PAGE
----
Mating and copulation in Palaemonetes pugio (Berg, A.B. and P.A. Sandifer. 1984. Mating behavior of the grass shrimp Palaemonetes pugio Holthuis (Decapod: Caridea). J. Crust. Biol. 4: 417-424.) Precopulatory courtship swimming (A-B) and copulation (C-D) in Litopenaeus (Penaeus) vannamei (from Misamore, M.J. and C. L. Browdy. 1996. Mating behavior in the white shrimps Penaeus setiferus and P. vannamei : a generalized model for mating in Penaeus. Journal of Crustacean Biology 16: 61-70.)


Penaeid mating may be preceded by a brief courtship in which the male recognizes a receptive female, swims in tandem below her while touching her underside with his antennae and rostrum (Litopenaeus) or, in bottom-dwelling Sicyonia species, crawls behind the female, lifting up and touching the female underside, after which he seizes and dips below her, depositing his spermatophores.


It may appear that the female has little choice in the mating and insemination process, but actually she does. She can just flee from the male, or when he is below her in the copulatory position, cover her genitalia with the her anterior swimeretes or otherwise block successful spermatophore transfer. Mating experiments with marked males showed that a male or more males may copulate with a female but fail to or only partially inseminate a female (Bauer, 1992b).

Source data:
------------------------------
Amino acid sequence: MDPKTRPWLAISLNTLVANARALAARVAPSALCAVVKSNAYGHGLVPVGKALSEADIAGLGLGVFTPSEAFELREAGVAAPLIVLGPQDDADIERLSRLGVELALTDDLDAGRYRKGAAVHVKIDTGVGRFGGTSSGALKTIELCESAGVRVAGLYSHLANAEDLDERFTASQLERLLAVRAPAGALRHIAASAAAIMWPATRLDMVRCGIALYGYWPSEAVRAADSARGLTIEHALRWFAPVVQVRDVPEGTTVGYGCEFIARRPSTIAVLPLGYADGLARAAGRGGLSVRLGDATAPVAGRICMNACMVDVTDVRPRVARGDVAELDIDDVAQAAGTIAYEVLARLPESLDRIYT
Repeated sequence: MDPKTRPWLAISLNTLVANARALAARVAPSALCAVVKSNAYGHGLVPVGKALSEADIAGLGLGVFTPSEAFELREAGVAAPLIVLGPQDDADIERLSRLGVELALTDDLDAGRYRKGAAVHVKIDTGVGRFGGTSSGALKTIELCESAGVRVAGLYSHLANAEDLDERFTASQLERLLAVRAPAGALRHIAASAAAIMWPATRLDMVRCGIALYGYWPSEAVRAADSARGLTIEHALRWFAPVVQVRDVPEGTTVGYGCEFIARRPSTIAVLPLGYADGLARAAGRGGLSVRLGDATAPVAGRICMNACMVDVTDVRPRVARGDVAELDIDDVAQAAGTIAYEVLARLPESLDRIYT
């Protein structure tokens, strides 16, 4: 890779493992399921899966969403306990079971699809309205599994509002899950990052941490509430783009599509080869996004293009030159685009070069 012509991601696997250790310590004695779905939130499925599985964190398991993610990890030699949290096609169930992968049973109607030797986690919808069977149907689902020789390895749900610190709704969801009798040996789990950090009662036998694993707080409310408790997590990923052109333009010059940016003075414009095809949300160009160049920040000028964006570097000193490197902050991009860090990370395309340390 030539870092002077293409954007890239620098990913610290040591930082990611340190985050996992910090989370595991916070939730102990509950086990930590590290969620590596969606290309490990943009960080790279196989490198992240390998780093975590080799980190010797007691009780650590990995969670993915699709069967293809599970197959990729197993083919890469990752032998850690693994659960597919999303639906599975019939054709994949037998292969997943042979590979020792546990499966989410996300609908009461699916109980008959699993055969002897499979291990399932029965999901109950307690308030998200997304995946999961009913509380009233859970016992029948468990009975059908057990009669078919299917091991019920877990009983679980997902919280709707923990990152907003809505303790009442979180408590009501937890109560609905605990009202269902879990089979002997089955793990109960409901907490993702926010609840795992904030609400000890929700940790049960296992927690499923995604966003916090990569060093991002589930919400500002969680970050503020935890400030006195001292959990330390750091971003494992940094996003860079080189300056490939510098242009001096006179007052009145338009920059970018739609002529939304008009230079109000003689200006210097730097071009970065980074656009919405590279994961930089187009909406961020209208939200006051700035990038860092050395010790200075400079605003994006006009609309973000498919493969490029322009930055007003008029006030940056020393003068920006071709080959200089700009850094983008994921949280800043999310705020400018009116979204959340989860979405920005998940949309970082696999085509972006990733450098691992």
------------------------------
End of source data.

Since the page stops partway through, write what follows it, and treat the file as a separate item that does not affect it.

Male (right) following a recently molted receptive female Male (right) pushing the female's abdoment upwards in order to be able to dip down below here to copulate Male below, copulating and inseminating the female. In this position, the male and femalegenitalia are in contact


In order to understand mating systems, one must understand the basic breeding biology of the species. This work is as interesting and rewarding. Observations and experiments on mating systems have revealed the relationship between mating, molting, spawning, mechanics of actual mating, and sex attractants (pheromones) in various species (see Bauer 1996a,b, 1992a, 1991a,b, 1986, 1979a, 1976; Bauer & Cash, 1991; Bauer & Min, 1993, Bauer & Holt, 1998). Research is needed on these topics, especially on pheromones.

References Cited